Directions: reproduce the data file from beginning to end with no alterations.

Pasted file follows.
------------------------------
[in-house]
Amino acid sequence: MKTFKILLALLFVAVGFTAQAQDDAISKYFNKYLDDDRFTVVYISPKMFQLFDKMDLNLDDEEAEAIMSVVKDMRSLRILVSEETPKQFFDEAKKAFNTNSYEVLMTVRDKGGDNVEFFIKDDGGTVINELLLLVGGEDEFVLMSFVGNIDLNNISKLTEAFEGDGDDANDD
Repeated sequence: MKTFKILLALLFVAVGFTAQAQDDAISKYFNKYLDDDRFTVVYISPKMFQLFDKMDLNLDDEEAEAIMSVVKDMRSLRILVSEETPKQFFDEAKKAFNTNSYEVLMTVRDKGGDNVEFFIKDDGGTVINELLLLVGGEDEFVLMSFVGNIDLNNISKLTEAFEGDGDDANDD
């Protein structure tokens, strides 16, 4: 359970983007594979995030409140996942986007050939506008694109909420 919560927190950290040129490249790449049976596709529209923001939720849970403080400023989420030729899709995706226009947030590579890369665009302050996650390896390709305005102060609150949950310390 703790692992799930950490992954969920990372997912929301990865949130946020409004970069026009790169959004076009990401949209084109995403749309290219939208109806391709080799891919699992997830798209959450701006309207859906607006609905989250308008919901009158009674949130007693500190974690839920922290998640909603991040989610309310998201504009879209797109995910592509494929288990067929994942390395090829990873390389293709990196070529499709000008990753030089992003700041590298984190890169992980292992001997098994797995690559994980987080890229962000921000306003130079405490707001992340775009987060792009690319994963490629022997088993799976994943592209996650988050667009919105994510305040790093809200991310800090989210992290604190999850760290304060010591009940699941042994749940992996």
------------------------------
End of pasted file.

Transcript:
[in-house]
Amino acid sequence: MKTFKILLALLFVAVGFTAQAQDDAISKYFNKYLDDDRFTVVYISPKMFQLFDKMDLNLDDEEAEAIMSVVKDMRSLRILVSEETPKQFFDEAKKAFNTNSYEVLMTVRDKGGDNVEFFIKDDGGTVINELLLLVGGEDEFVLMSFVGNIDLNNISKLTEAFEGDGDDANDD
Repeated sequence: MKTFKILLALLFVAVGFTAQAQDDAISKYFNKYLDDDRFTVVYISPKMFQLFDKMDLNLDDEEAEAIMSVVKDMRSLRILVSEETPKQFFDEAKKAFNTNSYEVLMTVRDKGGDNVEFFIKDDGGTVINELLLLVGGEDEFVLMSFVGNIDLNNISKLTEAFEGDGDDANDD
């Protein structure tokens, strides 16, 4: 359970983007594979995030409140996942986007050939506008694109909420 919560927190950290040129490249790449049976596709529209923001939720849970403080400023989420030729899709995706226009947030590579890369665009302050996650390896390709305005102060609150949950310390 703790692992799930950490992954969920990372997912929301990865949130946020409004970069026009790169959004076009990401949209084109995403749309290219939208109806391709080799891919699992997830798209959450701006309207859906607006609905989250308008919901009158009674949130007693500190974690839920922290998640909603991040989610309310998201504009879209797109995910592509494929288990067929994942390395090829990873390389293709990196070529499709000008990753030089992003700041590298984190890169992980292992001997098994797995690559994980987080890229962000921000306003130079405490707001992340775009987060792009690319994963490629022997088993799976994943592209996650988050667009919105994510305040790093809200991310800090989210992290604190999850760290304060010591009940699941042994749940992996």